Pennsylvania hospital infection bill headed for approval

Under a bill passed by the Pennsylvania legislature, the state's hospitals and nursing homes will be forced to report infections to state authorities within 24 hours, as well as take measures to cut future episodes of such infections. The bill, which awaits the signature of Gov. Ed Rendell (D), is part of a larger package of reforms put together by Rendell intended to help cut the state's healthcare costs, and ultimately, reduce insurance premiums.

Under the terms of the measure, some, though not all, hospitals will be required to install an electronic monitoring system by 2009 which will check lab, pharmacy and radiology reports on patients to screen for potential infections. About a third of the state's hospitals already have such systems in place. In addition, hospitals, outpatient surgery centers and nursing homes will be required to develop an infection control system which meets state standards.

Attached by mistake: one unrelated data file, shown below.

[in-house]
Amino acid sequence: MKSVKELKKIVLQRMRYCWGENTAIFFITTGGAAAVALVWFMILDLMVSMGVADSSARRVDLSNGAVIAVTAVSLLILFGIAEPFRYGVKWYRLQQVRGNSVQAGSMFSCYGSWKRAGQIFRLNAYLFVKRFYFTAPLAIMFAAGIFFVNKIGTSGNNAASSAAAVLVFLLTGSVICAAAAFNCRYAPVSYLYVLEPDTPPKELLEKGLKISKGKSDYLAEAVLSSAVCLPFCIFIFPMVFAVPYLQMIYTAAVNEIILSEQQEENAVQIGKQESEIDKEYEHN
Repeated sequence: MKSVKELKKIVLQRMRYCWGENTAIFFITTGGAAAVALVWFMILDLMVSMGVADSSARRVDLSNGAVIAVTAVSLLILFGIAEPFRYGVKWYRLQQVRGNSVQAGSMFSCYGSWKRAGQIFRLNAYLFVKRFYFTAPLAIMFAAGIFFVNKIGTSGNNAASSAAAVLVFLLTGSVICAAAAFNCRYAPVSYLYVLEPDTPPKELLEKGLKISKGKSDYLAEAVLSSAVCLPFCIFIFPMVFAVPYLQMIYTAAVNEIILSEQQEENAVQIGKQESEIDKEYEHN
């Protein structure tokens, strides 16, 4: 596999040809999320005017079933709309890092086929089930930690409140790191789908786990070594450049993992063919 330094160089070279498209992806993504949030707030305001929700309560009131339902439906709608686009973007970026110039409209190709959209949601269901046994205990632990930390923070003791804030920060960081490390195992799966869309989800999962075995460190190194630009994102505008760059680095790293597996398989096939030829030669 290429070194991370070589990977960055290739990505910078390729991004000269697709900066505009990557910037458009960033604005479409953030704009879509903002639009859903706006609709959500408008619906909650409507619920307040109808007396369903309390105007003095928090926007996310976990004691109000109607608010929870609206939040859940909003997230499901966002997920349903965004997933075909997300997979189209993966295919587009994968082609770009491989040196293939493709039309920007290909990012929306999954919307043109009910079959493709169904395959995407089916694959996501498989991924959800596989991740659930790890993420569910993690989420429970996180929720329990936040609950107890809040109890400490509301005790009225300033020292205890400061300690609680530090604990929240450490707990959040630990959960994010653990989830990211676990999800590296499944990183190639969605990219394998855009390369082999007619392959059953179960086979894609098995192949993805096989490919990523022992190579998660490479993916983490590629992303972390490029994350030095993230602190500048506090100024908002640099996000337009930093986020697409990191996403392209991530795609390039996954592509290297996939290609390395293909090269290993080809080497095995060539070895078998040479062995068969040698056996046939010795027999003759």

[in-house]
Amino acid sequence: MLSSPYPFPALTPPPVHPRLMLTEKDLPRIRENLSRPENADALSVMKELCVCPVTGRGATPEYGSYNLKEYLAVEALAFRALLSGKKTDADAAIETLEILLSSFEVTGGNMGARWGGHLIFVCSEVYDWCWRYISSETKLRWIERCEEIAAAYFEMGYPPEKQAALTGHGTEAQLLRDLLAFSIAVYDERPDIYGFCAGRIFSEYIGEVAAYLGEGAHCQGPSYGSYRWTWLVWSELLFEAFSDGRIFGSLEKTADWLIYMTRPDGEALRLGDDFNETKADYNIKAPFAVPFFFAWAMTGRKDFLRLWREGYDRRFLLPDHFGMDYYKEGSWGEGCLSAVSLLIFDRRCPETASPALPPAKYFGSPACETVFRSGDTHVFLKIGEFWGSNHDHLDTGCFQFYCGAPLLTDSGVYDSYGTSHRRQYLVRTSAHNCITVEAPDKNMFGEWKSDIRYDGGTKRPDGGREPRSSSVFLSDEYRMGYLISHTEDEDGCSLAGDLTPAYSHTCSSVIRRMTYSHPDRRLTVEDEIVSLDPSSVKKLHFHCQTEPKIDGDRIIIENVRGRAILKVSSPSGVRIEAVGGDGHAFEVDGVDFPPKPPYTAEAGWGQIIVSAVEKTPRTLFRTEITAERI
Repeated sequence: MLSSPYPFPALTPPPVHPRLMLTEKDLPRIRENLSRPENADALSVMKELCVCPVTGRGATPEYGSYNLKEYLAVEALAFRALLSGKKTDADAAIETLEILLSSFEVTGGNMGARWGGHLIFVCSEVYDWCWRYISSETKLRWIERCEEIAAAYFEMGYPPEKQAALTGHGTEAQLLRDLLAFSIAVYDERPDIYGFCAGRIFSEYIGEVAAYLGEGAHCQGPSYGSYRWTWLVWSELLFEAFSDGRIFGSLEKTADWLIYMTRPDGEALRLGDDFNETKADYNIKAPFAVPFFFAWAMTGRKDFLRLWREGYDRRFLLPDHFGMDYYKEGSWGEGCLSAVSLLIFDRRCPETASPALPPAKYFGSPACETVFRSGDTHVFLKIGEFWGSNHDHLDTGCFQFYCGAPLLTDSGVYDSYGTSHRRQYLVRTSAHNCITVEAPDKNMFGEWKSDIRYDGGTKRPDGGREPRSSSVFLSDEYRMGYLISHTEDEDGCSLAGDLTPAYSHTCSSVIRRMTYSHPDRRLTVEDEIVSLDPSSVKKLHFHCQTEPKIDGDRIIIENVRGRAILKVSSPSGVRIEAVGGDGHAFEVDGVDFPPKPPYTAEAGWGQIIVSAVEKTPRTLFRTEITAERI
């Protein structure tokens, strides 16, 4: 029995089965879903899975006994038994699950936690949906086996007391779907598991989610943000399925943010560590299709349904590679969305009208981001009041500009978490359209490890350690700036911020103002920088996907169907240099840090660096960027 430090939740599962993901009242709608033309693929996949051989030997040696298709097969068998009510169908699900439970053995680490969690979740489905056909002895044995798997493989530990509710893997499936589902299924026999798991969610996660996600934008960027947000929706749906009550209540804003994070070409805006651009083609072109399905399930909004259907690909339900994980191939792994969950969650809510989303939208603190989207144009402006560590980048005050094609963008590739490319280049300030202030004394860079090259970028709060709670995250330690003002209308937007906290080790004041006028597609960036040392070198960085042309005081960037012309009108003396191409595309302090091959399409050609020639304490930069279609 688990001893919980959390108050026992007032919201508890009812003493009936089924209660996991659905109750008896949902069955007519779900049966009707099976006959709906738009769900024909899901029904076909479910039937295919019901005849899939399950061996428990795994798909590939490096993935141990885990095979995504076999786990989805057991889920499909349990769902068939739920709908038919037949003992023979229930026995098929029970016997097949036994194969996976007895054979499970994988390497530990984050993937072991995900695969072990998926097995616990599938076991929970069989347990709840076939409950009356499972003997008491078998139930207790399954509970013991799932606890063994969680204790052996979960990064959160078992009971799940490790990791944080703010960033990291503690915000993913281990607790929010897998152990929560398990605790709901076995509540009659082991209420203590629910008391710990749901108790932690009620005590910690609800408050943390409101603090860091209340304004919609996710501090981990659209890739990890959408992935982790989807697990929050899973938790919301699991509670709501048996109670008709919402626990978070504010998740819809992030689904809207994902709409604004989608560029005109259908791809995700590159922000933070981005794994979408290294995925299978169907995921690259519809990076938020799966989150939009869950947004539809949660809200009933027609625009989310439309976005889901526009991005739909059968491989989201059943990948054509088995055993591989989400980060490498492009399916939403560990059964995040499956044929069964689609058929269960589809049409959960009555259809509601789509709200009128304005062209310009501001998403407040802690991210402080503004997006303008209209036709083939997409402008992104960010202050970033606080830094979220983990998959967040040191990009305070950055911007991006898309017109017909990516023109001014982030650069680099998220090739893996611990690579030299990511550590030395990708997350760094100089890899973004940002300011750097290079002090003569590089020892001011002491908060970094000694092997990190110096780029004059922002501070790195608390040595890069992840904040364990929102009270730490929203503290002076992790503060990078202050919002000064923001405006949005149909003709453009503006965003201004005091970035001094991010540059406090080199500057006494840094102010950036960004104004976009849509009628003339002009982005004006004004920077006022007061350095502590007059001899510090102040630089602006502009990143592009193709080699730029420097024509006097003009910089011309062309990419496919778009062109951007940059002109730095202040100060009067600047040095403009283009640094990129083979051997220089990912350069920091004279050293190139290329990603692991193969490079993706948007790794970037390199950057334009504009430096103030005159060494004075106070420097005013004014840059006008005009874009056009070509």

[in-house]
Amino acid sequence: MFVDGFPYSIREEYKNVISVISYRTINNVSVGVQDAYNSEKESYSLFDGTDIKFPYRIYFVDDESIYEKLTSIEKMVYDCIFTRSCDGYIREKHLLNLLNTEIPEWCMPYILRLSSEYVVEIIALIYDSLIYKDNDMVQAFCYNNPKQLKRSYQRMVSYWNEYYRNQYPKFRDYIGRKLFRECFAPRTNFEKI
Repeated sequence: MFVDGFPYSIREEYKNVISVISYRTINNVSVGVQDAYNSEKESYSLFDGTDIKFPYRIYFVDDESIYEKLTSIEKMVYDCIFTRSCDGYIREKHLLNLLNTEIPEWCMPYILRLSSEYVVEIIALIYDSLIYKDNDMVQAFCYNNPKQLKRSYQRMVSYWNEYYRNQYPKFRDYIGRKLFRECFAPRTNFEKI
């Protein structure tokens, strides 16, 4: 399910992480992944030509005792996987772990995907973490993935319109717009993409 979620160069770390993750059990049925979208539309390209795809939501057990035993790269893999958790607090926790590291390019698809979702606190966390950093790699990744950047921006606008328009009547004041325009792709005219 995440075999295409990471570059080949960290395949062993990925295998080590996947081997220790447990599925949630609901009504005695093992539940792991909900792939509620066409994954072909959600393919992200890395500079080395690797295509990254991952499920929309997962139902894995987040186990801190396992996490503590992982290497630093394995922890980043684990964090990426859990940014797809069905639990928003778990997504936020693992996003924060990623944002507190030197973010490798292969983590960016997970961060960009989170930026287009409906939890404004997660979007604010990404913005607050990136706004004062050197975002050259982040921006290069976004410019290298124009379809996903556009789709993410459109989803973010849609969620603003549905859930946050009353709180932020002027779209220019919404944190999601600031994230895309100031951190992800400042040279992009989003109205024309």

The one bright spot in this otherwise stressful set of requirements is that the state plans to pay bonuses to facilities that reduce infections 10 percent year over year.

To find out more about the bill:
- read this article from The Associated Press

Related Articles:
PA hospitals battle central-line infections. Report
PA among first states to report hospital-specific infection rates. Report
Florida site lists aggregate hospital infection rates. Article
CT law requires hospitals to report infection rates. Article

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